Katya appears to be a teen girl living in Mexico.
Some of the things her friends have shared on Facebook include the massacre of baby cows in Farmville.
One of the private messages sent to Katya on Facebook might contain a biblical reference, or perhaps it's a reference to a number significant to the Illuminati. At any rate, it reads:
Love and miss you. I want to give you this hug :33.
How do I know any of this, particularly given that Katya's privacy settings prevent people from sending her a private message or writing on her wall unless they're her friends?
I know because Forbes' Kashmir Hill knows.
Kashmir Hill knows because a woman named Kristal McKenzie knows, and Kristal McKenzie knows because she received Katya's private Facebook messages - they numbered 14,000 before the mess got cleaned up - updates from Katya's friends, updates when Katya got poked, and friend requests.
The problem started, Hill writes, after McKenzie had given up on Facebook.
She had a baby on the way, wanted to focus on what she called "the people in [her] real life", and was tired of Facebook's near-constant privacy changes.
In spite of having closed her account, last summer, she got a message from Facebook welcoming her back.
It was in Spanish, and it was addressed to Katya.
Obviously, somebody signed up for an account and mistyped their email address, after which the personal life of Katya's private Facebook persona began to spill into McKenzie's world.
It should have been pretty straightforward to fix. There's an option in the welcome email that a recipient can click to indicate that it's not his or her email.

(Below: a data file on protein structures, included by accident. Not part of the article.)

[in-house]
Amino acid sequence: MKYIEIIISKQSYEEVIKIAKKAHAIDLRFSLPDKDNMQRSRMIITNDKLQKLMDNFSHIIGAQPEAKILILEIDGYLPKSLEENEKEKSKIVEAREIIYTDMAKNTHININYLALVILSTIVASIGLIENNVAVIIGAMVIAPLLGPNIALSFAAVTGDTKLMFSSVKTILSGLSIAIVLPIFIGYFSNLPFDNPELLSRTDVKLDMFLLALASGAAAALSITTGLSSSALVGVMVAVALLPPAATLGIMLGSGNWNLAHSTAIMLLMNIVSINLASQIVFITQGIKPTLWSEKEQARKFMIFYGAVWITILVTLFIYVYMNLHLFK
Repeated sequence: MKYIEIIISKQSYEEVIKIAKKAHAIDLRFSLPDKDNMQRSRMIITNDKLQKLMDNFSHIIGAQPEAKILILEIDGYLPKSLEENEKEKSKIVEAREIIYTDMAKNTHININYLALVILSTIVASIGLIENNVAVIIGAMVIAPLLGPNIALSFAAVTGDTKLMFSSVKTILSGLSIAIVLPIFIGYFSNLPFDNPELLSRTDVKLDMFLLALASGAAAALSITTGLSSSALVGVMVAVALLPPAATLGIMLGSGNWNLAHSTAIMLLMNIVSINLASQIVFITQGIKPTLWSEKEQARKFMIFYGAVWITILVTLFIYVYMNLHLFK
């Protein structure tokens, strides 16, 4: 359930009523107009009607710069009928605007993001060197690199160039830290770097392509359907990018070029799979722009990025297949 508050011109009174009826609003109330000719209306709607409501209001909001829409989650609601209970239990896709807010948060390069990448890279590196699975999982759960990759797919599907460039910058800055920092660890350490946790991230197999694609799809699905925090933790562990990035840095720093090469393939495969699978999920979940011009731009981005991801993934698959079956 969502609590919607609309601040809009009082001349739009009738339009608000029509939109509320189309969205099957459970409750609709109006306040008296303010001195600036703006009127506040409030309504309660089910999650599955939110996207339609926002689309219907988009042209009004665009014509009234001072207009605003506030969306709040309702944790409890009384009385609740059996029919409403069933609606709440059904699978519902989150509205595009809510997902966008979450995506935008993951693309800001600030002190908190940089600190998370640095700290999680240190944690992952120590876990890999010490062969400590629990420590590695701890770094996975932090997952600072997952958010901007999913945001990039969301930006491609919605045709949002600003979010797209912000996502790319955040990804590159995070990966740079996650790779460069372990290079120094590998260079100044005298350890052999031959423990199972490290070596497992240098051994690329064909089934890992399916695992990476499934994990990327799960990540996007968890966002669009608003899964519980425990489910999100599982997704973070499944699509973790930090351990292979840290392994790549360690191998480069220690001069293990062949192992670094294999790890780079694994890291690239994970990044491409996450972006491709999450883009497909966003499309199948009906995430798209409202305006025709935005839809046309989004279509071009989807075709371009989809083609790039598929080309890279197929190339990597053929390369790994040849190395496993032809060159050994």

McKenzie did that, and, she told Hill, Facebook's website accordingly told her that she would be disassociated from Katya's account.
Only she wasn't. Or rather, she sort of was, in that she couldn't log onto the account so as to unsubscribe, since she was disassociated, but the messages didn't stop coming.
She tried creating a new Facebook account with her email address, but the upshot was just that she got notifications on both accounts.
Her email messages to Facebook's abuse and PR departments went into a black hole, as such messages from normal people - i.e., people who aren't the media - tend to do.
She got in touch with the US Federal Communications Commission (FCC) and a privacy organization for young people that works with Facebook.
The privacy group said they'd pass along the message to Facebook. Again, that got McKenzie nowhere.
Both McKenzie and Hill tried to reach Katya through one of her friends, but that didn't work. Katya actually went on to create Skype and AskFm accounts using McKenzie's email address, but McKenzie managed to get those shut down.
Only when Hill, a reporter for a widely read magazine, got in touch with Facebook did the gaping privacy hole close.
The problem was, Facebook told Hill, a quirky little bug: in "extremely rare circumstances", a spokesperson told her, the link at the bottom of emails that people use to report incorrectly addressed messages wasn't working properly.
The spokesperson said that this perfect privacy storm was triggered by a combination of mistyping an email address, not confirming it, but then successfully confirming a contact phone number.
Facebook is now fixing it "to ensure it can't happen again", the spokesperson told Hill.
As Hill said, it sounds like a rare fluke, but what turns a molehill into a privacy mountain is the fact that the whole thing could have been, if not avoided completely, a lot less severe were Facebook to have responded to McKenzie's messages about the situation in the first place.
McKenzie said that the episode belies Facebook's claims to care about our privacy:
The tech companies assure us they're concerned about privacy yet there was no way for me to notify Facebook about this. She's a teenager. I didn't want to be privy to what's going on in her life.
Facebook, seriously, neither do I - answer the door when users like McKenzie ring your bell.